There’s been a digital storm brewing around us for a while now. It’s been referred to by a variety of terms such as the Nexus of Forces, 3rd platform transformation, or the SMAC revolution, leading to an emergence of the DX economy. Through this turbulence, as digitalization moved from the periphery to the center of business strategy, CTO’s and CIO’s have been at the helm guiding their organizations, at times with difficulty, through this transformation.
As technologists, we are quite aware that rapid change demands rapid adaptability. We are also acutely aware that the urgency is real. As IDC pointed out in its FutureScape 2016, this is a high stakes game and the pressure is on as organizations pull away from the pack with bold digital bets, while others are failing, and, may not be in existence in the near future. Yet, while the industry spotlights have been focused on the technological advances in IoT and digitalization, there have been some significant changes backstage as well – transforming the very role of the CIO/CTO.
Just yesterday, the CIO/CTO role entailed building the technology infrastructure to support and catalyze business growth. The key word here was “build” as the job involved understanding the broad business objectives and in turn providing a robust infrastructure to support all its technology requirements. However, in the current scheme of things, the imperatives of a CIO/CTO are quite the opposite. Today, the role demands dismantling and untethering legacy infrastructure to unshackle a business, making it more agile, more dynamic with a digital infrastructure, allowing it to innovate and grow based on the dynamics of a fast-moving market.
It is predicted that the scale-up of digital business strategies will become the main driver for enterprise IT spending in the next 24 months. By 2017, over 50 percent of organizations' IT spending is expected to be for 3rd platform technologies, solutions, and services, rising to over 60 percent by 2020. Therefore, “Cloud First” is expected to be the new mantra of the 21st century CIO/CTO as they balance the new towers of agility and cost efficiency in infrastructure, leveraging the interplay of SMAC technologies to create an environment that is conducive to change – rapid change. As such, the CIO/CTO role is no longer one of a technician nor architect, but, that of a facilitator, an orchestrator, who matches business users to the most appropriate resources, per their business needs – with simplicity and speed.
The question that emerges in this volatile climate is: Are IT professionals aware of this change? Are they asking the right questions? Are they empathetic and aware of the imperatives across diverse business functions to enable simplicity and agility in a digital business? As the harbingers of change, have they equipped themselves to handle this shift holistically to build a successful foundation for the execution of DX business initiatives. Do they understand what GE means when it publicly proclaims that it is “an industrial company… it is a digital company”.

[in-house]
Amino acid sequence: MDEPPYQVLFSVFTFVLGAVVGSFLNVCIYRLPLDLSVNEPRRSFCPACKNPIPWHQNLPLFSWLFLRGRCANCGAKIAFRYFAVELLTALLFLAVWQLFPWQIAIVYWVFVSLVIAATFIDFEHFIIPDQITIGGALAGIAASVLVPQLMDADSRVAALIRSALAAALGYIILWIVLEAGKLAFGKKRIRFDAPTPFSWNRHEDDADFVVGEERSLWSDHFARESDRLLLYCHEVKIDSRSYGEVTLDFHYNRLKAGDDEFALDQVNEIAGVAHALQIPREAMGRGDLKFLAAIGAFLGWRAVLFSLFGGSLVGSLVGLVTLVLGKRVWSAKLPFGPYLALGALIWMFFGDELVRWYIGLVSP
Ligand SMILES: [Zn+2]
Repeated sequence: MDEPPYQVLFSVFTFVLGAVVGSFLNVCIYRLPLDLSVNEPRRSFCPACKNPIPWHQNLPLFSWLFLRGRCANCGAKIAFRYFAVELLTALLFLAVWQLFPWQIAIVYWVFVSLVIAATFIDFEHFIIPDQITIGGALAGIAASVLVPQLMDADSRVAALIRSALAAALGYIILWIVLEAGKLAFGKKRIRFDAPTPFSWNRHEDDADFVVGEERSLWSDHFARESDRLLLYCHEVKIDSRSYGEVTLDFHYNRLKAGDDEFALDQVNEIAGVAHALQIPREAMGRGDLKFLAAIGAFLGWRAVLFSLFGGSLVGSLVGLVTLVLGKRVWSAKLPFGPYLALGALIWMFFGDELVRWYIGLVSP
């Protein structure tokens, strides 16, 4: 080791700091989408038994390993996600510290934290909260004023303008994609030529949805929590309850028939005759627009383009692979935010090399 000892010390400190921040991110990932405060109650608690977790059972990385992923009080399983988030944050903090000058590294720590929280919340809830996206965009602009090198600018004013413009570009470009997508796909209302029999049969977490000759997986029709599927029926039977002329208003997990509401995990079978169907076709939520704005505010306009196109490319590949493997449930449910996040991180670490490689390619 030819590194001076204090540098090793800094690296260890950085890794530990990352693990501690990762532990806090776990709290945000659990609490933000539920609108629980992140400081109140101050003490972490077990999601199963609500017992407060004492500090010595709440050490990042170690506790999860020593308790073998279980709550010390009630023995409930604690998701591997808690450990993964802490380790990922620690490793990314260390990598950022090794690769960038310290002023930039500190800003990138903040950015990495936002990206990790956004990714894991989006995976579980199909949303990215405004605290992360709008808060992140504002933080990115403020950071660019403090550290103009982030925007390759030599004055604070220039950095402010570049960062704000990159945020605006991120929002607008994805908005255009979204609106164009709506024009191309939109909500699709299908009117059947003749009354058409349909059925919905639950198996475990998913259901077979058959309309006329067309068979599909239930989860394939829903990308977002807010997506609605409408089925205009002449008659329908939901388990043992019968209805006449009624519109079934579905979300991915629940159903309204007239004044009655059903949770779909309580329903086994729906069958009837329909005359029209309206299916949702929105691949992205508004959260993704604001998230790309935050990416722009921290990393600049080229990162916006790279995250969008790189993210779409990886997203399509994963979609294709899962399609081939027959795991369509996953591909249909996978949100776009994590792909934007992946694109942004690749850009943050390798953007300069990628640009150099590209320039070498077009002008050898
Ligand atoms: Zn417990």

What is interesting is that a survey by IDG research shows that most IT executives already recognize their roles as evolving into becoming brokers of services – a facilitator bringing together relevant parties as per their needs. As many as 32 Percent of IT executives surveyed rated this transformation of the IT function as critical or a high priority. Of these, the ones in large and mid-size companies were found twice as likely to rate the initiative as high priority in comparison to those in small companies. And it does not stop at recognition. There are concrete steps being taken in this direction. Nearly half – 48 percent of those surveyed – said they had made moderate progress in the transformation of IT into a “Broker of Services” while another 12 percent claimed significant progress.
The emerging role is one that looks “more like a consultancy to the business rather than the keeper and controller of all things technical,” writes Tom Kaneshige in CIO.com. It is now widely acknowledged that just improving IT performance isn’t enough to grasp the digital opportunity anymore. There is a need for leaders to embed digital in all parts of the business. According to a Gartner survey, 75 percent of CIOs in Asia/Pacific and Japan have recognized that to succeed in digital business they need to adapt their leadership style from "control" to "visionary" in the next three years.
I strongly agree. There is a pressing need today for CIOS/CTOs to wear new lenses, to quickly evolve and embrace a new leadership style that looks outside the comfort zones of technology to get a hands-on view of business from the trenches – the professional traits of a 21st Century Enterprise leader. The 21st century CIO/CTO is as much a business executive as a technology leader. To understand the mandates across the spectrum of business functions is essential to implement the full digital spectrum of relevant agile, cost beneficial solutions across the enterprise ecosystem. In other words, the CIO/CTO has to formally take on the leadership role of a trusted matchmaker in the 21st Century Enterprise, a manager of a composable portfolio of solutioning services, to facilitate a successful marriage between the business, and, its resourced solution sets, working together towards enterprise leadership in a digital future.